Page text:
Research can help you decide which language or languages fit your needs. Resources for learning cybersecurity programming languages include free online courses and traditional degrees. Cybersecurity bootcamps and programming language certifications provide options to learn and hone coding and programming skills.
FAQ About Programming Languages and Cybersecurity
Do you need to know programming languages for cybersecurity jobs?
You should know programming languages for cybersecurity jobs. To understand the threats posed to devices, programs, and systems, you must know how these threats are written and how to make programs to counter them.
Which programming language should I learn to work in cybersecurity?
Can programmers work in cybersecurity?
Programmers can work in cybersecurity. Programmers possess the skills and experience to analyze programs and systems, detect vulnerabilities, and combat attacks effectively.
Is it better to know how to code or program in cybersecurity?
Programming provides the more comprehensive knowledge and skills needed to work in cybersecurity. Coding is one aspect of the larger category of programming.
Darnell Kenebrew is a first-generation graduate from San Francisco State University's class of 2020. He graduated with a bachelor's in computer science, which helped him kick off a career in tech and pursue roles within data and engineering.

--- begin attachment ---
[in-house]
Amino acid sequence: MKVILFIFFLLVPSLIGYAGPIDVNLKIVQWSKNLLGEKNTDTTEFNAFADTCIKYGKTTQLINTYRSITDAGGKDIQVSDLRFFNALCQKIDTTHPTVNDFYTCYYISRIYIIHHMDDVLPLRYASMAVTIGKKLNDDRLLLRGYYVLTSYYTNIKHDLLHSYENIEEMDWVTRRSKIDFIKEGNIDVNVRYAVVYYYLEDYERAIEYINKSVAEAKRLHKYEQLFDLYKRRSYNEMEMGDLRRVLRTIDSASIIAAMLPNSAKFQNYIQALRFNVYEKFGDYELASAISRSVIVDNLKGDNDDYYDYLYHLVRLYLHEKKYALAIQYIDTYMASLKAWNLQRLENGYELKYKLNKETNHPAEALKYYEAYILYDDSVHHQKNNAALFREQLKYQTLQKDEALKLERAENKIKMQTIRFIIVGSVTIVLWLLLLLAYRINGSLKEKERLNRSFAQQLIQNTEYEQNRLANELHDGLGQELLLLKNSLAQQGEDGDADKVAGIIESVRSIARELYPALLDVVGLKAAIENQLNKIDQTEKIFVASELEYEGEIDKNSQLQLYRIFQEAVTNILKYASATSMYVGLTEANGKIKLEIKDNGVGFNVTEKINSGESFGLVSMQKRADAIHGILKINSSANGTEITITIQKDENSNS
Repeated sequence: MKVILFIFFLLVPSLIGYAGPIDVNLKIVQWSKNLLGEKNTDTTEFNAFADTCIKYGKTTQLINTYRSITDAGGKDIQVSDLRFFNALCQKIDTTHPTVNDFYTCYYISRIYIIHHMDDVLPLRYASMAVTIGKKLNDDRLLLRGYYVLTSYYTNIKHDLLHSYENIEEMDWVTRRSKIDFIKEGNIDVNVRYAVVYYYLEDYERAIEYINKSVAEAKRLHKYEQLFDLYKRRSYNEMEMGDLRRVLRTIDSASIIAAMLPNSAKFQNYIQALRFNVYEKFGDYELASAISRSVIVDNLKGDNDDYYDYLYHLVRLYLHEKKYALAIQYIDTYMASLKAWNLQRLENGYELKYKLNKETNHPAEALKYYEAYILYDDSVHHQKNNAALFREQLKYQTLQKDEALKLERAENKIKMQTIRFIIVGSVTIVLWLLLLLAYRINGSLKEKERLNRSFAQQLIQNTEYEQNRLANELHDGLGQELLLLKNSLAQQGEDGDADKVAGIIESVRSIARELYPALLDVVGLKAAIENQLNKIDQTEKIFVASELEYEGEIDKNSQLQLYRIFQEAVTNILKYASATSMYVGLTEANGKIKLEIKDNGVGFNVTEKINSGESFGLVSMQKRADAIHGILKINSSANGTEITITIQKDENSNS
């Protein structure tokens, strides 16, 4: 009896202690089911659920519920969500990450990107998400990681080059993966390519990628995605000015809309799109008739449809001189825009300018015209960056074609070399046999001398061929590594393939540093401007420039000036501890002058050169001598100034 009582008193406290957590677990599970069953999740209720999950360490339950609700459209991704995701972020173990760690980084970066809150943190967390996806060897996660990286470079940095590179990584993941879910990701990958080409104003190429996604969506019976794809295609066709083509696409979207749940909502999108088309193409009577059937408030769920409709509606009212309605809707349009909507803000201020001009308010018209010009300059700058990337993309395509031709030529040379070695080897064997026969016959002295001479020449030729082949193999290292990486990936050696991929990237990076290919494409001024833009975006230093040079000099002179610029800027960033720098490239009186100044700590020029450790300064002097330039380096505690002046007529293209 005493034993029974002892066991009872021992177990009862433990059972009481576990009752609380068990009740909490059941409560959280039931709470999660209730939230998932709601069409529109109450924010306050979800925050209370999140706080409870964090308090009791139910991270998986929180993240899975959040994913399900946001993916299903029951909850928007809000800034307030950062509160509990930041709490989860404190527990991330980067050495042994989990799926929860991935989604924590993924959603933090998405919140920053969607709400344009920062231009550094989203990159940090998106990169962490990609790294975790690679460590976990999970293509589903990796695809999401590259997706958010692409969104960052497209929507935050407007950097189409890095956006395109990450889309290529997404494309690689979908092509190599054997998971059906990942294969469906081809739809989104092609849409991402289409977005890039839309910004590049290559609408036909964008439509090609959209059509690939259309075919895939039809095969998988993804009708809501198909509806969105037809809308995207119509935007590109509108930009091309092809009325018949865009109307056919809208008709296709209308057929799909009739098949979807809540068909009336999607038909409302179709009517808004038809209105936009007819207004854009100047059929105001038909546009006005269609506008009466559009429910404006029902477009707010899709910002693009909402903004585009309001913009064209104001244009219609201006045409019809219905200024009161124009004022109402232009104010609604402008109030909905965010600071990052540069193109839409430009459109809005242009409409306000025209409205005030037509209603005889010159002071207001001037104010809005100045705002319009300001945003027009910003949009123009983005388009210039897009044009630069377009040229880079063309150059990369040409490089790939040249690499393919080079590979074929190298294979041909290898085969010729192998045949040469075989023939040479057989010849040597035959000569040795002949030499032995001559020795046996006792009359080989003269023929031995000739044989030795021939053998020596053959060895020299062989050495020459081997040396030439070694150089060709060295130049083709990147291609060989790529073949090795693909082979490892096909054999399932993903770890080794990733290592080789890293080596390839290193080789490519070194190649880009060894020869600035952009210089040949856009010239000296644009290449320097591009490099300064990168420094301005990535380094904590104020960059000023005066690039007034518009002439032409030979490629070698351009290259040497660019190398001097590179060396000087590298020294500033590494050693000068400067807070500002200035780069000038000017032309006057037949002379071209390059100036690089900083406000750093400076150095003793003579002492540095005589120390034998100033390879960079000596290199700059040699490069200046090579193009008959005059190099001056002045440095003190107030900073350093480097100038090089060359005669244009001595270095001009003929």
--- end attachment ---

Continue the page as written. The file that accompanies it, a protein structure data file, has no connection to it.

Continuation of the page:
Currently, he's a data analytics engineer at Meta and an executive captain for COOP Careers — a nonprofit for overcoming underemployment. Kenebrew strongly believes in giving people a chance and that everyone should have an equal opportunity within the job market. He believes that COOP Careers helps this equality materialize.
Kenebrew is passionate about how the industry is shaped with data and how data can be leveraged in many aspects of business decisions to meet goals. In addition, he's passionate about inclusion, community, education, and using data for good. He hopes that he can pivot business decisions to make a positive, meaningful impact and that his work will positively impact end-users, as well as meet business goals.
Darnell Kenebrew is a paid member of the Red Ventures Education Integrity Network.
Page last reviewed Aug 3, 2022